Liz Truss's hopeless media blitz shows her shocking lack of leadership ability – Scotsman comment

Days after her Chancellor’s ‘mini-budget’ plunged the UK into an even greater economic crisis, Liz Truss finally made a major intervention designed to restore confidence to the markets and the public.

Liz Truss and Chancellor Kwasi Kwarteng are both due to address the Conservative party conference (Picture: Dylan Martinez/pool/AFP via Getty Images)
Liz Truss and Chancellor Kwasi Kwarteng are both due to address the Conservative party conference (Picture: Dylan Martinez/pool/AFP via Getty Images)

However, her round of interviews on BBC local radio did little other than to demonstrate her inability to make a coherent case for her own views.

Asked about fears of interest rate increases so serious that lenders have suspended many mortgage products, Truss responded with a long pause, before saying: “I don't think anybody is arguing that we shouldn't have acted on energy.”

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True, but that does not answer the question. Even the Scottish Conservative leader Douglas Ross has admitted he is worried about his mortgage.

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Truss also sought to blame Vladimir Putin’s invasion of Ukraine which, while a major factor in the energy crisis, does not explain the economic chaos unleashed by the mini-budget. As former Bank of England governor Mark Carney pointed out, “unfortunately having a partial budget, in these circumstances – tough global economy, tough financial market position, working at cross-purposes with the Bank – has led to quite dramatic moves in financial markets”.

Asked if her government’s economic plans, which include huge tax cuts for the wealthiest, were fair, Truss replied it was “not fair to have a recession” – as if unfairness is a fact of life – and that it was unfair to have fewer jobs because of high taxes – as if unfairness to some was justified if it tackled another source of unfairness.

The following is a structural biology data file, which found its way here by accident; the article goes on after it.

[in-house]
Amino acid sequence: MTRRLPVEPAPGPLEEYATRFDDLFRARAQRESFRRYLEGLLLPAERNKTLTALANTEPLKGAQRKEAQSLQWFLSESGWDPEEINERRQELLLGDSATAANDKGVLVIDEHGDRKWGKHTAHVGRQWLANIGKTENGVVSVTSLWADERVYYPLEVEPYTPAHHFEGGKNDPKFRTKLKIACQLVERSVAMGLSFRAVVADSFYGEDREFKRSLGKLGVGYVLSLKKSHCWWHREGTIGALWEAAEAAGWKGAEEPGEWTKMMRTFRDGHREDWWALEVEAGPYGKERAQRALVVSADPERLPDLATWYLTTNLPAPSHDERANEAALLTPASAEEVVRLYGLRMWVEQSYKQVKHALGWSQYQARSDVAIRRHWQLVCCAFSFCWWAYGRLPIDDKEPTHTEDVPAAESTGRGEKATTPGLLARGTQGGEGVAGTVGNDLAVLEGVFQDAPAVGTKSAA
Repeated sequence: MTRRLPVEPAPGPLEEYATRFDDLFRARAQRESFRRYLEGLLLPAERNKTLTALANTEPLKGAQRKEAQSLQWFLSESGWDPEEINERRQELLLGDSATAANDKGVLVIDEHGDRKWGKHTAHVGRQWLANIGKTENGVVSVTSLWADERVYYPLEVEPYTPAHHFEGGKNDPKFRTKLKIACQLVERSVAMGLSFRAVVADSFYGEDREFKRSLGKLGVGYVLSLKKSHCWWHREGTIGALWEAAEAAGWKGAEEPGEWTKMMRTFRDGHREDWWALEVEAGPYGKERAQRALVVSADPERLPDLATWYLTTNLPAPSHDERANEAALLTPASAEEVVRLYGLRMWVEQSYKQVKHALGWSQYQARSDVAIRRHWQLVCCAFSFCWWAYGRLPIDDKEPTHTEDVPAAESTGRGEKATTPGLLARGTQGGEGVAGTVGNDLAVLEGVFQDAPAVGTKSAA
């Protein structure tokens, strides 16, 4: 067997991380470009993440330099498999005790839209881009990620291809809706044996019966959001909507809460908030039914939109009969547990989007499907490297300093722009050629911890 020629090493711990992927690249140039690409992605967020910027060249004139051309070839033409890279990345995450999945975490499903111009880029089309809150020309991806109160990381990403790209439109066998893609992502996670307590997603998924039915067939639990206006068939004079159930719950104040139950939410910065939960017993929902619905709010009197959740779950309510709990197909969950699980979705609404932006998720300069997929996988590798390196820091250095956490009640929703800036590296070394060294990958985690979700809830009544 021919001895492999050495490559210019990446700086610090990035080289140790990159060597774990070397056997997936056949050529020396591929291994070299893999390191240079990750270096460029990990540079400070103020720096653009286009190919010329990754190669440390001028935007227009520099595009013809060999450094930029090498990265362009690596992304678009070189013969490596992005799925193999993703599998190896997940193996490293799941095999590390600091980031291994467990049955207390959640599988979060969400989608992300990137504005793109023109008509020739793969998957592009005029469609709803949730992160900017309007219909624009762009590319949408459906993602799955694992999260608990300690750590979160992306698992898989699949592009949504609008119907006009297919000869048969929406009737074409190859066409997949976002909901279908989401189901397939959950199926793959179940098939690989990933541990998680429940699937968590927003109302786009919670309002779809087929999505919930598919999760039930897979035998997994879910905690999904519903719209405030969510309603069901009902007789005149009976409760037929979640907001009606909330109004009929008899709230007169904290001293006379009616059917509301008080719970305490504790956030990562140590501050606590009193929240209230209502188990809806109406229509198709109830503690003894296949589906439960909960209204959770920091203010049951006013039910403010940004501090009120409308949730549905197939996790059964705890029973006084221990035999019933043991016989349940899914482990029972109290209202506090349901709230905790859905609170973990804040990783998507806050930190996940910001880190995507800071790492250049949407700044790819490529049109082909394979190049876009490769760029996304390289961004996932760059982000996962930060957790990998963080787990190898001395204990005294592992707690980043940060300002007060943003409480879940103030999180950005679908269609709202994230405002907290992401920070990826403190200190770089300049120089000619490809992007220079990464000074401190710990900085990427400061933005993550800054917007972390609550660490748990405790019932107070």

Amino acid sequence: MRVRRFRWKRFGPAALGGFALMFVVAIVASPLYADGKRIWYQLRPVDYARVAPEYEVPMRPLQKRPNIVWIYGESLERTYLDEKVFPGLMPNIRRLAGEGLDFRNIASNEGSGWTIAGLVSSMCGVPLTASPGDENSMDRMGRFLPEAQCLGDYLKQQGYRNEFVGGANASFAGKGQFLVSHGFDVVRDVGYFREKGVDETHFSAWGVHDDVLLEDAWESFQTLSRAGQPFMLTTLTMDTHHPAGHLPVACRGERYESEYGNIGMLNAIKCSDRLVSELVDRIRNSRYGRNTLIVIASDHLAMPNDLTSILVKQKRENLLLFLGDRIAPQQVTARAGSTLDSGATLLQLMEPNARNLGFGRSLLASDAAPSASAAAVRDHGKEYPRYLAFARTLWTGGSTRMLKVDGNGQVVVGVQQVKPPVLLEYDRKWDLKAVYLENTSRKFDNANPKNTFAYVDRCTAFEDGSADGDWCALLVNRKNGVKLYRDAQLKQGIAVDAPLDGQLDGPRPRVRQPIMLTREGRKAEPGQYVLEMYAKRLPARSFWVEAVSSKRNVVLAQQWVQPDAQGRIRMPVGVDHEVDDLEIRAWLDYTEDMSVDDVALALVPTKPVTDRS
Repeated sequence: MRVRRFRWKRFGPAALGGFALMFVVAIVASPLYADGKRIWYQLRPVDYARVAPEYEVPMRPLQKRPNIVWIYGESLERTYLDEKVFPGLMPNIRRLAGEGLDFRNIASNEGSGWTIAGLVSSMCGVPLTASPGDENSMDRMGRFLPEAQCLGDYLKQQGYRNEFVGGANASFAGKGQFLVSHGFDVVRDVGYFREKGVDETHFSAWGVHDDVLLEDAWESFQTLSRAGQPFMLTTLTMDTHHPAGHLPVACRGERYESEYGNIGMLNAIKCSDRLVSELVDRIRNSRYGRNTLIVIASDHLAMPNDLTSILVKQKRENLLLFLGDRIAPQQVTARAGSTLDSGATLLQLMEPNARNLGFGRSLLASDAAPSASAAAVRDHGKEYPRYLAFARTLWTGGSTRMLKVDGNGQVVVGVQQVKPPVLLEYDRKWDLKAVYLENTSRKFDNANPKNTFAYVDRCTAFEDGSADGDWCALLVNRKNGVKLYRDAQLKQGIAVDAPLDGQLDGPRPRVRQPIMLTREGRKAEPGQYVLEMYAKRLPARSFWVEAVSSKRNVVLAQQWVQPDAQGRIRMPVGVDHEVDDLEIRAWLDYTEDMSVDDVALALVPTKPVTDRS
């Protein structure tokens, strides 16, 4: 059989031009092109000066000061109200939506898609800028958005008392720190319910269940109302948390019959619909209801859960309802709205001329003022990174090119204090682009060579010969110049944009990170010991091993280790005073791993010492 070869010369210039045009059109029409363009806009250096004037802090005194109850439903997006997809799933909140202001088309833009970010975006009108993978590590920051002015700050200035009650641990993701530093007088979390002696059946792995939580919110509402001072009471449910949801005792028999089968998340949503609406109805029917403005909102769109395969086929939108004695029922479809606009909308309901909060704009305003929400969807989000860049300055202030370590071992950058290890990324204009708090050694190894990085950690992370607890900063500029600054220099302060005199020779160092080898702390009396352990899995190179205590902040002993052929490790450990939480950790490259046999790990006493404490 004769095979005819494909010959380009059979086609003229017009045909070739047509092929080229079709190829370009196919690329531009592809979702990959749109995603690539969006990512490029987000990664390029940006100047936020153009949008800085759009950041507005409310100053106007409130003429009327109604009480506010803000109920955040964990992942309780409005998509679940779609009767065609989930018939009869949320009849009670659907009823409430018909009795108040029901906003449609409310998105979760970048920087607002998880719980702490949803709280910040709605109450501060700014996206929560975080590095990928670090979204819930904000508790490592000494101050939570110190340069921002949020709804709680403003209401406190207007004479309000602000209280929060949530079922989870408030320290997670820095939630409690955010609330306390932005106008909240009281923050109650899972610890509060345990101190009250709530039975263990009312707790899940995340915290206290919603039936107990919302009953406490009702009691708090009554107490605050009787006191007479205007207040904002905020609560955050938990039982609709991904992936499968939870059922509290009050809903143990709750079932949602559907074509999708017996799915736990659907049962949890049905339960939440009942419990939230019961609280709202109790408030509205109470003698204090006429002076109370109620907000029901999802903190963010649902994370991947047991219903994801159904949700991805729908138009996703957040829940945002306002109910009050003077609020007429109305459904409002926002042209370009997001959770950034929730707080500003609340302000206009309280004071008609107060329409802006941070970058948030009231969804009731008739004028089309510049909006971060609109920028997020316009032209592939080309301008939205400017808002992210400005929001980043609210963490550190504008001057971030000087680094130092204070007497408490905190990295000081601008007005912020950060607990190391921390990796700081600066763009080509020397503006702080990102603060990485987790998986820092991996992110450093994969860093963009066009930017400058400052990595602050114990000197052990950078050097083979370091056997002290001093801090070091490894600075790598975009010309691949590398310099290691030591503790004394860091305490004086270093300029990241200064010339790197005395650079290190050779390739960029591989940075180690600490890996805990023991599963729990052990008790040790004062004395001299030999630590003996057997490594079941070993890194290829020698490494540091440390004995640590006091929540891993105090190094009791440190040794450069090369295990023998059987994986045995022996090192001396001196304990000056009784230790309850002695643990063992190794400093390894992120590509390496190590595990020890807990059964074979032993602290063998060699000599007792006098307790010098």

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Kwasi Kwarteng insists Government is “sticking to the growth plan" as he breaks ...

Trickle-down economics is an immoral myth, so it's a difficult case to make, but her efforts were hopeless. If this is the rallying cry around which she hopes the Conservative faithful will muster at the upcoming party conference, she is in serious trouble.

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Astonishingly, less than a month after she took office, questions about whether Truss is unfit to lead the country must now be taken seriously. It will be the talk of the steamie as Conservatives – barring notable absentees like Rishi Sunak, who predicted her tax-cutting plans would cause mortgage bills to rise, tipping “millions of people into misery” – gather in Birmingham.

If she is not to go down as one of the worst and shortest-serving Prime Ministers in history, Truss will need to give the speech of her life.

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